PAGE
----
The aftermath of the Houston Astros cheating scandal has burned many a bridge in its wake. MLB commissioner Rob Manfred addressed the media this past weekend answering questions regarding the Astros cheating controversy. In his address, Rob Manfred revealed why the Houston Astros were not stripped of the World Series title and the reason behind the players escaping punishment in the Astros cheating scandal.
"The 2017 World Series will always be looked at different "— SNY (@SNYtv) February 16, 2020
Rob Manfred says he considered stripping the Astros of the World Series, but ultimately decided against it pic.twitter.com/ppGHxmofWY
In an interview with ESPN, MLB commissioner Rob Manfred discussed the Astros cheating scandal at length this past weekend. Defending the magnitude of MLB's punishment on the Houston Astros, Rob Manfred said, "The desire to have actual discipline imposed on them, I understand it and in a perfect world it would have happened. We ended up where we ended up in pursuit of really, I think, the most important goal of getting the facts and getting them out there for people to know it." The MLB handed suspensions to Astros manager A.J. Hinch and Astros GM Jeff Luhnow after an investigation that went on for months.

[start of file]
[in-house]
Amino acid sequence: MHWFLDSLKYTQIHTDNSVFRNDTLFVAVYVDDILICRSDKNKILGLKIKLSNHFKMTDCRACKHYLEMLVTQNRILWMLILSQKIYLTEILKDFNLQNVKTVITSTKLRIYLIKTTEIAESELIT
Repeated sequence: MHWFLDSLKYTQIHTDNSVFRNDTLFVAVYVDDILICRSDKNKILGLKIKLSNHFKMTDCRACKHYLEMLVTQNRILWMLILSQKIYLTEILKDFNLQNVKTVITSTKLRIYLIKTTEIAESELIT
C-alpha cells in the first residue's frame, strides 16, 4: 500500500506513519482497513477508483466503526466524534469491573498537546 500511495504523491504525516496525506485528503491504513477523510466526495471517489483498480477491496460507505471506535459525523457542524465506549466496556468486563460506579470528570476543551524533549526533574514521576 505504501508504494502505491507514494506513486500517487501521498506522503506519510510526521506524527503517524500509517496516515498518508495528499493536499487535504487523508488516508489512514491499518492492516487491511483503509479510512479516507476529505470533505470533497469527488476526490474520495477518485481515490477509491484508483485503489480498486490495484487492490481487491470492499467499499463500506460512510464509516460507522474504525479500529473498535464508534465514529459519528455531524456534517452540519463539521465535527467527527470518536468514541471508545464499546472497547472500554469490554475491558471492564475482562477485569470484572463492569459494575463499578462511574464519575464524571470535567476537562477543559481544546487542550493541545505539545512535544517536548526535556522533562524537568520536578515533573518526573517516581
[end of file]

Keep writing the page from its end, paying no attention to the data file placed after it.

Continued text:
The duo was then fired by the Houston Astros moments after the suspensions were announced. The Astros were then levied with a $5 million fine, the largest fine allowed in the MLB Constitution, in addition to losing multiple top draft picks. The Houston Astros players, however, escaped punishment in the Astros sign-stealing controversy. While the popular opinion among fans and pundits alike was that the MLB had only handed the Astros management a slap on the wrist, MLB commissioner Rob Manfred defended the severity of the punishment to the media.
“The memorandum went to the general manager, and then nothing was done from the GM down,” Manfred said to the media. “So we knew if we had disciplined the players in all likelihood we were going to have grievances and grievances that we were going to lose on the basis that we never properly informed them of the rules. Given those two things, No. 1, I knew where, or I’m certain where the responsibilities should lay in the first instance and given the fact we didn’t think we could make discipline stick with the players, we made the decision we made.”